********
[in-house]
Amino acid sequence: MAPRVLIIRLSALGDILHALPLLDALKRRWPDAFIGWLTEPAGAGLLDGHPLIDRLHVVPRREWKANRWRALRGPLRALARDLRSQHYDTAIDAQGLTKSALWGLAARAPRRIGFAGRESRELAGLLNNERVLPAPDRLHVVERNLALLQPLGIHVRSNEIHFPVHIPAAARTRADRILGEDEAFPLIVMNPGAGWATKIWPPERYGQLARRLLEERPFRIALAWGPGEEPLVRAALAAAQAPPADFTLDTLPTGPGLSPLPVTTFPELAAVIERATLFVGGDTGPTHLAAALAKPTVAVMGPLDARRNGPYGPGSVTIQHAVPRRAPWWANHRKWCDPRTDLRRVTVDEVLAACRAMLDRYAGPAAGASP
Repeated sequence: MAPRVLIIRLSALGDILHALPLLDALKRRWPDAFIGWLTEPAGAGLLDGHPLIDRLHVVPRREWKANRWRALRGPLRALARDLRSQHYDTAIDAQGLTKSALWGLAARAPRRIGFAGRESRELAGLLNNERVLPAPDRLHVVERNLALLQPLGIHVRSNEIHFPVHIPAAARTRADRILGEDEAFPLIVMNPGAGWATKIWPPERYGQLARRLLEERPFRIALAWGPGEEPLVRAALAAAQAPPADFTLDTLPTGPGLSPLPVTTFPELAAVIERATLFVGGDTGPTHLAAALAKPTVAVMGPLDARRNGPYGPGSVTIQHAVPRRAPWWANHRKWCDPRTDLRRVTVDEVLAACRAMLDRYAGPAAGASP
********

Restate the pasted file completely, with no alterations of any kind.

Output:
[in-house]
Amino acid sequence: MAPRVLIIRLSALGDILHALPLLDALKRRWPDAFIGWLTEPAGAGLLDGHPLIDRLHVVPRREWKANRWRALRGPLRALARDLRSQHYDTAIDAQGLTKSALWGLAARAPRRIGFAGRESRELAGLLNNERVLPAPDRLHVVERNLALLQPLGIHVRSNEIHFPVHIPAAARTRADRILGEDEAFPLIVMNPGAGWATKIWPPERYGQLARRLLEERPFRIALAWGPGEEPLVRAALAAAQAPPADFTLDTLPTGPGLSPLPVTTFPELAAVIERATLFVGGDTGPTHLAAALAKPTVAVMGPLDARRNGPYGPGSVTIQHAVPRRAPWWANHRKWCDPRTDLRRVTVDEVLAACRAMLDRYAGPAAGASP
Repeated sequence: MAPRVLIIRLSALGDILHALPLLDALKRRWPDAFIGWLTEPAGAGLLDGHPLIDRLHVVPRREWKANRWRALRGPLRALARDLRSQHYDTAIDAQGLTKSALWGLAARAPRRIGFAGRESRELAGLLNNERVLPAPDRLHVVERNLALLQPLGIHVRSNEIHFPVHIPAAARTRADRILGEDEAFPLIVMNPGAGWATKIWPPERYGQLARRLLEERPFRIALAWGPGEEPLVRAALAAAQAPPADFTLDTLPTGPGLSPLPVTTFPELAAVIERATLFVGGDTGPTHLAAALAKPTVAVMGPLDARRNGPYGPGSVTIQHAVPRRAPWWANHRKWCDPRTDLRRVTVDEVLAACRAMLDRYAGPAAGASP